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Democracy, free thought and expression, religious tolerance, individual liberty, political self-determination of peoples, sexual and racial equality--these values have firmly entered the mainstream in the decades since they were enshrined in the 1948 U.N. Declaration of Human Rights. But if these ideals no longer seem radical today, their origin was very radical indeed--far more so than most historians have been willing to recognize. InA Revolution of the Mind, Jonathan Israel, one of the world's leading historians of the Enlightenment, traces the philosophical roots of these ideas to what were the least respectable strata of Enlightenment thought--what he calls the Radical Enlightenment.Originating as a clandestine movement of ideas that was almost entirely hidden from public view during its earliest phase, the Radical Enlightenment matured in opposition to the moderate mainstream Enlightenment dominant in Europe and America in the eighteenth century. During the revolutionary decades of the 1770s, 1780s, and 1790s, the Radical Enlightenment burst into the open, only to provoke a long and bitter backlash.A Revolution of the Mindshows that this vigorous opposition was mainly due to the powerful impulses in society to defend the principles of monarchy, aristocracy, empire, and racial hierarchy--principles linked to the upholding of censorship, church authority, social inequality, racial segregation, religious discrimination, and far-reaching privilege for ruling groups.In telling this fascinating history,A Revolution of the Mindreveals the surprising origin of our most cherished values--and helps explain why in certain circles they are frequently disapproved of and attacked even today.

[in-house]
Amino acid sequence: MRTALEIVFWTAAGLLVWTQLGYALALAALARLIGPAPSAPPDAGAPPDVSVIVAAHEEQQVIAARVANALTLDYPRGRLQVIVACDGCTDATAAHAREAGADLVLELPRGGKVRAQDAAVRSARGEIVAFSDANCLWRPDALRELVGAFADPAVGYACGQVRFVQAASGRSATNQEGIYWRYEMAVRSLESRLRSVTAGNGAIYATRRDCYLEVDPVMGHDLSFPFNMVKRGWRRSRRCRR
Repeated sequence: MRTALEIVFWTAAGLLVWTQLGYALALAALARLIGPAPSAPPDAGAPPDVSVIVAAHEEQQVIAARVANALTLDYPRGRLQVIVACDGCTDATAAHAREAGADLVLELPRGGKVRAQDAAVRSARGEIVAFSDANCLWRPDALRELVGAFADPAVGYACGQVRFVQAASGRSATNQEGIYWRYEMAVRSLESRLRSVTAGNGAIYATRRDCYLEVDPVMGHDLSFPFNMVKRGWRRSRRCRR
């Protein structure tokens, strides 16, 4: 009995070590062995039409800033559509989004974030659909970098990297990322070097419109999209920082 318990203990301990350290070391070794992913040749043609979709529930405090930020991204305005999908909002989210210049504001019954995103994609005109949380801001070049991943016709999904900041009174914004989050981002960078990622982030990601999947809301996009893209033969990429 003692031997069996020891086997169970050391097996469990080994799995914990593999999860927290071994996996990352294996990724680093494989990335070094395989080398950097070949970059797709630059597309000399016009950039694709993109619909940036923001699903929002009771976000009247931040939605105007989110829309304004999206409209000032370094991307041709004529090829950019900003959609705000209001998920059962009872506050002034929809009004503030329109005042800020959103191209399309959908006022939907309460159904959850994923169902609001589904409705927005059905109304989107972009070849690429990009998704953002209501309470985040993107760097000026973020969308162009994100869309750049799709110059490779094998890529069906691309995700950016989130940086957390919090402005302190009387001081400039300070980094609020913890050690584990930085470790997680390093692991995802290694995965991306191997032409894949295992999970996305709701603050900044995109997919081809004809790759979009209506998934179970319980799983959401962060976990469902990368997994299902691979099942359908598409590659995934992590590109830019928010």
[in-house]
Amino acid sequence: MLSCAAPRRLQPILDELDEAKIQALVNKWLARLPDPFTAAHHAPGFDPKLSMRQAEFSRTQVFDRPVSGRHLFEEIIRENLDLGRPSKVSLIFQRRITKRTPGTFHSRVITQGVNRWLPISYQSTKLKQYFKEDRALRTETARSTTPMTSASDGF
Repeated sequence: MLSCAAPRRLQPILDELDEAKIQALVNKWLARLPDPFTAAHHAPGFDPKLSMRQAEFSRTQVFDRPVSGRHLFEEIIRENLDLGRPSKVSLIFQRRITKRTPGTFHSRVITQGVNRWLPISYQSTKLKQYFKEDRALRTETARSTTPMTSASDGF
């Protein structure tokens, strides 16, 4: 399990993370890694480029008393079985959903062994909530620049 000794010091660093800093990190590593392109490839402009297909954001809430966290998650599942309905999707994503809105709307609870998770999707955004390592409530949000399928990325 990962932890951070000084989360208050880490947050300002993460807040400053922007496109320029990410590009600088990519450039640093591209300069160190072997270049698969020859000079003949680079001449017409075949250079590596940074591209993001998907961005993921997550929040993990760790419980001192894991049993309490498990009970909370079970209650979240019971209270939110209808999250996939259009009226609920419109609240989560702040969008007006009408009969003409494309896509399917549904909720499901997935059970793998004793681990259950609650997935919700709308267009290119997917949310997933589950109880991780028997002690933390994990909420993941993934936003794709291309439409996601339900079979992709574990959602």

Jonathan Israel is professor of modern history at the Institute for Advanced Study in Princeton. He is the author- of Radical Enlightenment and Enlightenment Contested.
Table of Contents
|Progress and the Enlightenment's Two Conflicting Ways of Improving the World||p. 1|
|Democracy or Social Hierarchy? The Political Rift||p. 37|
|The Problem of Equality and Inequality: The Rise of Economics||p. 92|
|The Enlightenment's Critique of War and the Quest for "Perpetual Peace"||p. 124|
|Two Kinds of Moral Philosophy inTCohflict||p. 154|
|Voltaire versus Spinoza: The Enlightenment as a Basic Duality of Philosophical Systems||p. 199|
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